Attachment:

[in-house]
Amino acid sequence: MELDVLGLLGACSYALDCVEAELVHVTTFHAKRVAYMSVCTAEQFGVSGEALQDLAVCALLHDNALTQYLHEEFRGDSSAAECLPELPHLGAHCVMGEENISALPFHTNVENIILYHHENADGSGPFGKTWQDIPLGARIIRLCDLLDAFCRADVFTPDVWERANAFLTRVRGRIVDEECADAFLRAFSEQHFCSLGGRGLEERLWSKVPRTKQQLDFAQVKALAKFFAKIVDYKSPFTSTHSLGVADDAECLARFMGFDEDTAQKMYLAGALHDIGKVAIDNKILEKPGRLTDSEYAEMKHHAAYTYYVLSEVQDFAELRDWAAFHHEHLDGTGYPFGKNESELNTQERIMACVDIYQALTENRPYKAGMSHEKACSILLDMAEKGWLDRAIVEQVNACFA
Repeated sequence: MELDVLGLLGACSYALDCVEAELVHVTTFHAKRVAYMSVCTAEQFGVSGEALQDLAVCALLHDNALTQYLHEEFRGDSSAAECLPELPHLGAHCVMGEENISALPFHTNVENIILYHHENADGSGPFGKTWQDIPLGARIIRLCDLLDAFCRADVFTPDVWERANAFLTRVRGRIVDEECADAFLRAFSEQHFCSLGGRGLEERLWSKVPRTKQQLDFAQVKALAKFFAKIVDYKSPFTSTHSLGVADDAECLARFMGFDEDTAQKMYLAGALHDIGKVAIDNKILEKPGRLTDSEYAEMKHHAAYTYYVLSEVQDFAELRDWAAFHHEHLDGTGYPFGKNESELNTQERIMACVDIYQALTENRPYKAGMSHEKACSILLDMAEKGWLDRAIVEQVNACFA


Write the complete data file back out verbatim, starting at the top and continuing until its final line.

[in-house]
Amino acid sequence: MELDVLGLLGACSYALDCVEAELVHVTTFHAKRVAYMSVCTAEQFGVSGEALQDLAVCALLHDNALTQYLHEEFRGDSSAAECLPELPHLGAHCVMGEENISALPFHTNVENIILYHHENADGSGPFGKTWQDIPLGARIIRLCDLLDAFCRADVFTPDVWERANAFLTRVRGRIVDEECADAFLRAFSEQHFCSLGGRGLEERLWSKVPRTKQQLDFAQVKALAKFFAKIVDYKSPFTSTHSLGVADDAECLARFMGFDEDTAQKMYLAGALHDIGKVAIDNKILEKPGRLTDSEYAEMKHHAAYTYYVLSEVQDFAELRDWAAFHHEHLDGTGYPFGKNESELNTQERIMACVDIYQALTENRPYKAGMSHEKACSILLDMAEKGWLDRAIVEQVNACFA
Repeated sequence: MELDVLGLLGACSYALDCVEAELVHVTTFHAKRVAYMSVCTAEQFGVSGEALQDLAVCALLHDNALTQYLHEEFRGDSSAAECLPELPHLGAHCVMGEENISALPFHTNVENIILYHHENADGSGPFGKTWQDIPLGARIIRLCDLLDAFCRADVFTPDVWERANAFLTRVRGRIVDEECADAFLRAFSEQHFCSLGGRGLEERLWSKVPRTKQQLDFAQVKALAKFFAKIVDYKSPFTSTHSLGVADDAECLARFMGFDEDTAQKMYLAGALHDIGKVAIDNKILEKPGRLTDSEYAEMKHHAAYTYYVLSEVQDFAELRDWAAFHHEHLDGTGYPFGKNESELNTQERIMACVDIYQALTENRPYKAGMSHEKACSILLDMAEKGWLDRAIVEQVNACFA